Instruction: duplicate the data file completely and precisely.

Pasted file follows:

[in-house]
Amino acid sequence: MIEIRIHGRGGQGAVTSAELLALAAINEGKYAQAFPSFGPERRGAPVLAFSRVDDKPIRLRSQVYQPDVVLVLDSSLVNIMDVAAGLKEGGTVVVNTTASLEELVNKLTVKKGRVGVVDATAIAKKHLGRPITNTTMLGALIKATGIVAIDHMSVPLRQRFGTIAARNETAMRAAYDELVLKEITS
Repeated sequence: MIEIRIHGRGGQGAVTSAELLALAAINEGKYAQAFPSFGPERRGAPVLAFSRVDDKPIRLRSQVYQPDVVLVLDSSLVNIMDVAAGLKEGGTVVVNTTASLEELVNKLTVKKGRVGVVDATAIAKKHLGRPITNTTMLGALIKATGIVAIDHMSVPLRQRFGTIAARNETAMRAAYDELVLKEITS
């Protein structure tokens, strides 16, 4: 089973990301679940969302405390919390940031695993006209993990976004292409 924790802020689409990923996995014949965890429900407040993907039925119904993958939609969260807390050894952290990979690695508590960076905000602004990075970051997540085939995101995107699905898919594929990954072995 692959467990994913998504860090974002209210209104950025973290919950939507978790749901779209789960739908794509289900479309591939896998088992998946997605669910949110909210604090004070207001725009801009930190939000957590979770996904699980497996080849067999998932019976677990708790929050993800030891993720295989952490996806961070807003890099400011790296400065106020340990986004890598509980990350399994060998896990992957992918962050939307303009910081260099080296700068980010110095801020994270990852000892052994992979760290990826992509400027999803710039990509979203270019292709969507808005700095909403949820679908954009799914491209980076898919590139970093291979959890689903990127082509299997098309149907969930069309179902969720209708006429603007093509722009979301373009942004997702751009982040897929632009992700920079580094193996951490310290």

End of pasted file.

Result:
[in-house]
Amino acid sequence: MIEIRIHGRGGQGAVTSAELLALAAINEGKYAQAFPSFGPERRGAPVLAFSRVDDKPIRLRSQVYQPDVVLVLDSSLVNIMDVAAGLKEGGTVVVNTTASLEELVNKLTVKKGRVGVVDATAIAKKHLGRPITNTTMLGALIKATGIVAIDHMSVPLRQRFGTIAARNETAMRAAYDELVLKEITS
Repeated sequence: MIEIRIHGRGGQGAVTSAELLALAAINEGKYAQAFPSFGPERRGAPVLAFSRVDDKPIRLRSQVYQPDVVLVLDSSLVNIMDVAAGLKEGGTVVVNTTASLEELVNKLTVKKGRVGVVDATAIAKKHLGRPITNTTMLGALIKATGIVAIDHMSVPLRQRFGTIAARNETAMRAAYDELVLKEITS
């Protein structure tokens, strides 16, 4: 089973990301679940969302405390919390940031695993006209993990976004292409 924790802020689409990923996995014949965890429900407040993907039925119904993958939609969260807390050894952290990979690695508590960076905000602004990075970051997540085939995101995107699905898919594929990954072995 692959467990994913998504860090974002209210209104950025973290919950939507978790749901779209789960739908794509289900479309591939896998088992998946997605669910949110909210604090004070207001725009801009930190939000957590979770996904699980497996080849067999998932019976677990708790929050993800030891993720295989952490996806961070807003890099400011790296400065106020340990986004890598509980990350399994060998896990992957992918962050939307303009910081260099080296700068980010110095801020994270990852000892052994992979760290990826992509400027999803710039990509979203270019292709969507808005700095909403949820679908954009799914491209980076898919590139970093291979959890689903990127082509299997098309149907969930069309179902969720209708006429603007093509722009979301373009942004997702751009982040897929632009992700920079580094193996951490310290």